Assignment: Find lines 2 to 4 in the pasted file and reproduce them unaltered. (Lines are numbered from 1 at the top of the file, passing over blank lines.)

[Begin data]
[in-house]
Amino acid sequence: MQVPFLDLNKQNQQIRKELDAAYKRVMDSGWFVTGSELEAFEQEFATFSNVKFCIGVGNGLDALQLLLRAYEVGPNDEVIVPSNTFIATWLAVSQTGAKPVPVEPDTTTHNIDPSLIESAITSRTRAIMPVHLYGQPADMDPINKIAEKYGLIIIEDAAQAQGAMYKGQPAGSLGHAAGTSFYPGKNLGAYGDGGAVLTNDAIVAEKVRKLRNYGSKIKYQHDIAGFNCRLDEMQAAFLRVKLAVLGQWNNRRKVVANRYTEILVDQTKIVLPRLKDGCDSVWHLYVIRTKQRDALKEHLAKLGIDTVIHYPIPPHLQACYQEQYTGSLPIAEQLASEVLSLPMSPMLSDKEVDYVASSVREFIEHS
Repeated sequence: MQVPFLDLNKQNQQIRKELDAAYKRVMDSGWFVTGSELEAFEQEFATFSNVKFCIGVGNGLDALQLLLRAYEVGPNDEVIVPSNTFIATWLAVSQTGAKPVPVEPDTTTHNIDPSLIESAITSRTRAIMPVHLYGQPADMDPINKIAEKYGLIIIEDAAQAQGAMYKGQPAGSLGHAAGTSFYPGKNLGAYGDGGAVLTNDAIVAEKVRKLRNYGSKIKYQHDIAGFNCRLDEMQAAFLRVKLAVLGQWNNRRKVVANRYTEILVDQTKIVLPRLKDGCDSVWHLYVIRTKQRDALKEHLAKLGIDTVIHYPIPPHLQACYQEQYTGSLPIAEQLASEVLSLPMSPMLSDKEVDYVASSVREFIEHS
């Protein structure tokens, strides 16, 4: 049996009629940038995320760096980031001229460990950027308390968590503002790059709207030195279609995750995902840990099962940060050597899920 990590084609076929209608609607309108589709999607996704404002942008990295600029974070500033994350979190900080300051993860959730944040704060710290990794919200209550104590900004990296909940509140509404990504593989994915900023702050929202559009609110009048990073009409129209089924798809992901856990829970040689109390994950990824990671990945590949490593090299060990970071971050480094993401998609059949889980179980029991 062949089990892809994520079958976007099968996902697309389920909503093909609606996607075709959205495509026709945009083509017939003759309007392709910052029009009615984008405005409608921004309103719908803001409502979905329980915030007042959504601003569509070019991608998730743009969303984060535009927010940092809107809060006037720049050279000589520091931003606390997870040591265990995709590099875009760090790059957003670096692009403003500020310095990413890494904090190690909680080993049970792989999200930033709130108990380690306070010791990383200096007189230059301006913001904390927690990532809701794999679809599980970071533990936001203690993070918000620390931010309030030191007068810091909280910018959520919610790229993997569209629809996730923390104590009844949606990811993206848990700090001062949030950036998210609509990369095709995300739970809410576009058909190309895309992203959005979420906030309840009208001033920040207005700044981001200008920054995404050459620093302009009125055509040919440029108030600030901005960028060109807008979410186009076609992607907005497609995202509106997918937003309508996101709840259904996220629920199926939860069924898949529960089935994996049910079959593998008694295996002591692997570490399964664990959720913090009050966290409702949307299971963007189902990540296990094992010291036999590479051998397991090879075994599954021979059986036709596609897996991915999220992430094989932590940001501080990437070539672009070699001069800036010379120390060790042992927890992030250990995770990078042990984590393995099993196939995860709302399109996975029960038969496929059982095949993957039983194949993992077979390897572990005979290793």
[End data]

Amino acid sequence: MQVPFLDLNKQNQQIRKELDAAYKRVMDSGWFVTGSELEAFEQEFATFSNVKFCIGVGNGLDALQLLLRAYEVGPNDEVIVPSNTFIATWLAVSQTGAKPVPVEPDTTTHNIDPSLIESAITSRTRAIMPVHLYGQPADMDPINKIAEKYGLIIIEDAAQAQGAMYKGQPAGSLGHAAGTSFYPGKNLGAYGDGGAVLTNDAIVAEKVRKLRNYGSKIKYQHDIAGFNCRLDEMQAAFLRVKLAVLGQWNNRRKVVANRYTEILVDQTKIVLPRLKDGCDSVWHLYVIRTKQRDALKEHLAKLGIDTVIHYPIPPHLQACYQEQYTGSLPIAEQLASEVLSLPMSPMLSDKEVDYVASSVREFIEHS
Repeated sequence: MQVPFLDLNKQNQQIRKELDAAYKRVMDSGWFVTGSELEAFEQEFATFSNVKFCIGVGNGLDALQLLLRAYEVGPNDEVIVPSNTFIATWLAVSQTGAKPVPVEPDTTTHNIDPSLIESAITSRTRAIMPVHLYGQPADMDPINKIAEKYGLIIIEDAAQAQGAMYKGQPAGSLGHAAGTSFYPGKNLGAYGDGGAVLTNDAIVAEKVRKLRNYGSKIKYQHDIAGFNCRLDEMQAAFLRVKLAVLGQWNNRRKVVANRYTEILVDQTKIVLPRLKDGCDSVWHLYVIRTKQRDALKEHLAKLGIDTVIHYPIPPHLQACYQEQYTGSLPIAEQLASEVLSLPMSPMLSDKEVDYVASSVREFIEHS
């Protein structure tokens, strides 16, 4: 049996009629940038995320760096980031001229460990950027308390968590503002790059709207030195279609995750995902840990099962940060050597899920 990590084609076929209608609607309108589709999607996704404002942008990295600029974070500033994350979190900080300051993860959730944040704060710290990794919200209550104590900004990296909940509140509404990504593989994915900023702050929202559009609110009048990073009409129209089924798809992901856990829970040689109390994950990824990671990945590949490593090299060990970071971050480094993401998609059949889980179980029991 062949089990892809994520079958976007099968996902697309389920909503093909609606996607075709959205495509026709945009083509017939003759309007392709910052029009009615984008405005409608921004309103719908803001409502979905329980915030007042959504601003569509070019991608998730743009969303984060535009927010940092809107809060006037720049050279000589520091931003606390997870040591265990995709590099875009760090790059957003670096692009403003500020310095990413890494904090190690909680080993049970792989999200930033709130108990380690306070010791990383200096007189230059301006913001904390927690990532809701794999679809599980970071533990936001203690993070918000620390931010309030030191007068810091909280910018959520919610790229993997569209629809996730923390104590009844949606990811993206848990700090001062949030950036998210609509990369095709995300739970809410576009058909190309895309992203959005979420906030309840009208001033920040207005700044981001200008920054995404050459620093302009009125055509040919440029108030600030901005960028060109807008979410186009076609992607907005497609995202509106997918937003309508996101709840259904996220629920199926939860069924898949529960089935994996049910079959593998008694295996002591692997570490399964664990959720913090009050966290409702949307299971963007189902990540296990094992010291036999590479051998397991090879075994599954021979059986036709596609897996991915999220992430094989932590940001501080990437070539672009070699001069800036010379120390060790042992927890992030250990995770990078042990984590393995099993196939995860709302399109996975029960038969496929059982095949993957039983194949993992077979390897572990005979290793």